Articles Tagged with Georgia Premises Liability Attorney

Security cameraA Jefferson City Police Apartment Security & Safety report warns, “There are some criminals who prey specifically upon apartments and condominiums….You should be aware of, and periodically review, the security and safety of your apartment and apartment building. In rental buildings, the building owner and management are responsible for security.

Apartment complex owners and management companies may implement a variety of security precautions to meet this crucial responsibility. According to JCPD, this duty typically involves:

  1. ensuring that security systems meet or exceed security requirements for apartment buildings, such as deadbolt locks on doors, good lighting and window locks;
  2. ensuring that security systems provide reasonable protection for all residents — in their apartments and in common areas, such as parking garages and elevators;
  3. conducting regular inspections to spot and fix security problems, such as broken locks or burned­out exterior lights, and asking residents to submit security concerns or suggestions as part of continuing maintenance;
  4. dealing with complaints about dangerous situations, suspicious activities or broken security items.

The Jefferson City Police Department recommends particular attention to the following security measures:

  • Apartment Corridor & Balcony Doors

Doors are a burglar’s first choice of entry. Your apartment door should have a good deadbolt lock. One feature to look for is lock throw — the length the locking bolt protrudes from the door into the surrounding door frame when placed in the full lock position. Test this by locking the door while it is open — a good deadbolt lock protrudes 35 mm (1 1∕2 in.) or more when fully extended. A strong deadbolt lock also has a jimmy­ proof strike plate (the part of the lock assembly mounted in the door frame to receive the bolt). The strike plate should be secured to the door framing by screws at least 50–75 mm (2–3 in.) long. This ensures the strike plate is fastened to the structure of the wall and not just the door frame….Install a door viewer (peephole) in your entrance door, if you do not already have one.

Equip balcony doors with the same type of deadbolt locks recommended for corridor doors. There is special hardware to secure sliding balcony doors but a simple, effective, inexpensive solution is a sturdy piece of wood in the door’s track to prevent the sliding door from opening.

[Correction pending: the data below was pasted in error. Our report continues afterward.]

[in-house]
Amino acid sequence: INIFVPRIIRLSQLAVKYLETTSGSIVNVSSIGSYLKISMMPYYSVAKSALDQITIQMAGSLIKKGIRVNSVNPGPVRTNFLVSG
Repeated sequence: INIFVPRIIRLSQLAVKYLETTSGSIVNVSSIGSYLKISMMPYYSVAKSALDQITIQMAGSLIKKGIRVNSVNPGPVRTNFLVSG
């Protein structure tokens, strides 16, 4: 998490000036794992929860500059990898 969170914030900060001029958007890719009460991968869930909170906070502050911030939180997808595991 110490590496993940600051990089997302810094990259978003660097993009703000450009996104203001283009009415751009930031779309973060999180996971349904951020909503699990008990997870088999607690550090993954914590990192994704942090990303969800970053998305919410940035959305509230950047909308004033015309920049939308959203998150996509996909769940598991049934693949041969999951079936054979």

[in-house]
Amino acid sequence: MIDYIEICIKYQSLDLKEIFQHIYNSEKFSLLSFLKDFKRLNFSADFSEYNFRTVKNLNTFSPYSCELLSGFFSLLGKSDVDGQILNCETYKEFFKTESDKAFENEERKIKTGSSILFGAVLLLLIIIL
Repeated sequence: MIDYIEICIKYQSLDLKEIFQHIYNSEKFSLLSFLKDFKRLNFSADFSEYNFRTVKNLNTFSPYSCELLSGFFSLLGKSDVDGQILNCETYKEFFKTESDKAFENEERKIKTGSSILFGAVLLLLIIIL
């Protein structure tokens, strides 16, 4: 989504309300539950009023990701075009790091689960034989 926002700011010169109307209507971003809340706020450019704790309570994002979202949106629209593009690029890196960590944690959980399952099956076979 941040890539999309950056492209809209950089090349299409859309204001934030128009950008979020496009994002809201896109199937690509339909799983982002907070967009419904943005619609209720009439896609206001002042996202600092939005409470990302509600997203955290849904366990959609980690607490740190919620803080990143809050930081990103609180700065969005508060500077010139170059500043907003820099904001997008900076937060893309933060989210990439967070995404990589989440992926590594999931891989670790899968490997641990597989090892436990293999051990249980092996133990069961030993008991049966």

• Windows

Make sure all windows close fully, that the locking hardware is in good condition and that it is easy to lock the window when you shut it. Ensure that a thief cannot lift a horizontal window out of its track.

  • Electronic Building Entry Systems

The front door entry system of most apartment buildings allows a resident to remotely let guests into the building. These systems are only effective if the front door locking system functions and intruders cannot take advantage of an open door to enter the building (known as piggy­backing).

  • Elevators & Lobbies

Elevators and lobbies should be well lit, day and night. Interior lighting in lobbies and corridors should not be on an accessible switch but should instead be controlled by a timer or photocell….Possible hiding places under stairwells should be eliminated. Elevators should be equipped with both a telephone and alarm or duress buttons connected to the resident manager’s unit and an outside central monitoring station. Lobbies should have glass doors, glass in exterior doors and/or side lights.

  • Laundry Rooms & Workout Rooms

Laundry rooms in apartment or condominium complexes can represent special security problems. Ideally, the entrance into laundry rooms should be from the exterior of the building and clearly visible. Laundry room door locks should require a tenant or owner key. The laundry room door should have a window in it. A duress alarm and/or telephone should be available in the laundry room. Interior lighting should be wired to remain on permanently during hours of operation. Residents should be encouraged not to use the laundry facilities alone or during late night hours. The same crime prevention or security recommendations applicable to laundry rooms are also applicable to common exercise or workout rooms.

View the complete JCPD Apartment Security & Safety report here.

We are here to Help. Contact us for a Free Consultation.